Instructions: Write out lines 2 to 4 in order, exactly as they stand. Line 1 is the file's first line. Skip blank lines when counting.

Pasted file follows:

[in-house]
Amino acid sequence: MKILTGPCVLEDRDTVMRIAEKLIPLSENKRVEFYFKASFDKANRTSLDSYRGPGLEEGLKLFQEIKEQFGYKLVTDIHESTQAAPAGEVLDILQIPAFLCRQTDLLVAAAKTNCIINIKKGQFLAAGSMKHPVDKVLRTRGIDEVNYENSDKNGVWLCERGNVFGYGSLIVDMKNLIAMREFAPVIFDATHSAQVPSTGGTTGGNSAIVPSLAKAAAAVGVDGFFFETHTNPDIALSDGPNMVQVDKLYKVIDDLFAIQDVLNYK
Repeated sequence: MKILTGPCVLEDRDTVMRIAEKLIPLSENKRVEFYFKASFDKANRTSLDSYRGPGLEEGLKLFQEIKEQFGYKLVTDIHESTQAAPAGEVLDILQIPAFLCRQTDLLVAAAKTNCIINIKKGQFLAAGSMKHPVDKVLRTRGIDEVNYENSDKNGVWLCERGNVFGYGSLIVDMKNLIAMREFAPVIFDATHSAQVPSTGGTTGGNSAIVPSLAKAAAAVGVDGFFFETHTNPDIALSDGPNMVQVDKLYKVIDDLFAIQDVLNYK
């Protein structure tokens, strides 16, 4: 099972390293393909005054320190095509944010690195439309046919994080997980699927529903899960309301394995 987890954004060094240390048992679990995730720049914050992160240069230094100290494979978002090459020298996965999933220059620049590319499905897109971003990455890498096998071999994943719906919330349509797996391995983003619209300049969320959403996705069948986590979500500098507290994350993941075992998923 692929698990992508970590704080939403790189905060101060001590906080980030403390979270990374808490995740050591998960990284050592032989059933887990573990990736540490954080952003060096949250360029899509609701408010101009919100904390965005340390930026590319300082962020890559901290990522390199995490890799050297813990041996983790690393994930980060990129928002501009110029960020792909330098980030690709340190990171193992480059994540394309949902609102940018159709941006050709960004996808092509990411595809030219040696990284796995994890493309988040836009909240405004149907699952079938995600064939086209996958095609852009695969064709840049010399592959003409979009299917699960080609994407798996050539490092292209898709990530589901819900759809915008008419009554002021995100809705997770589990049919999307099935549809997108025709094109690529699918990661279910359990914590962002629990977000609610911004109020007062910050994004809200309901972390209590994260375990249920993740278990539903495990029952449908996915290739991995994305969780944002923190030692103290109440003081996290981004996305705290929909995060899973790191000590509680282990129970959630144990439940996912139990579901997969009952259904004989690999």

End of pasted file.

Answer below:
Amino acid sequence: MKILTGPCVLEDRDTVMRIAEKLIPLSENKRVEFYFKASFDKANRTSLDSYRGPGLEEGLKLFQEIKEQFGYKLVTDIHESTQAAPAGEVLDILQIPAFLCRQTDLLVAAAKTNCIINIKKGQFLAAGSMKHPVDKVLRTRGIDEVNYENSDKNGVWLCERGNVFGYGSLIVDMKNLIAMREFAPVIFDATHSAQVPSTGGTTGGNSAIVPSLAKAAAAVGVDGFFFETHTNPDIALSDGPNMVQVDKLYKVIDDLFAIQDVLNYK
Repeated sequence: MKILTGPCVLEDRDTVMRIAEKLIPLSENKRVEFYFKASFDKANRTSLDSYRGPGLEEGLKLFQEIKEQFGYKLVTDIHESTQAAPAGEVLDILQIPAFLCRQTDLLVAAAKTNCIINIKKGQFLAAGSMKHPVDKVLRTRGIDEVNYENSDKNGVWLCERGNVFGYGSLIVDMKNLIAMREFAPVIFDATHSAQVPSTGGTTGGNSAIVPSLAKAAAAVGVDGFFFETHTNPDIALSDGPNMVQVDKLYKVIDDLFAIQDVLNYK
């Protein structure tokens, strides 16, 4: 099972390293393909005054320190095509944010690195439309046919994080997980699927529903899960309301394995 987890954004060094240390048992679990995730720049914050992160240069230094100290494979978002090459020298996965999933220059620049590319499905897109971003990455890498096998071999994943719906919330349509797996391995983003619209300049969320959403996705069948986590979500500098507290994350993941075992998923 692929698990992508970590704080939403790189905060101060001590906080980030403390979270990374808490995740050591998960990284050592032989059933887990573990990736540490954080952003060096949250360029899509609701408010101009919100904390965005340390930026590319300082962020890559901290990522390199995490890799050297813990041996983790690393994930980060990129928002501009110029960020792909330098980030690709340190990171193992480059994540394309949902609102940018159709941006050709960004996808092509990411595809030219040696990284796995994890493309988040836009909240405004149907699952079938995600064939086209996958095609852009695969064709840049010399592959003409979009299917699960080609994407798996050539490092292209898709990530589901819900759809915008008419009554002021995100809705997770589990049919999307099935549809997108025709094109690529699918990661279910359990914590962002629990977000609610911004109020007062910050994004809200309901972390209590994260375990249920993740278990539903495990029952449908996915290739991995994305969780944002923190030692103290109440003081996290981004996305705290929909995060899973790191000590509680282990129970959630144990439940996912139990579901997969009952259904004989690999």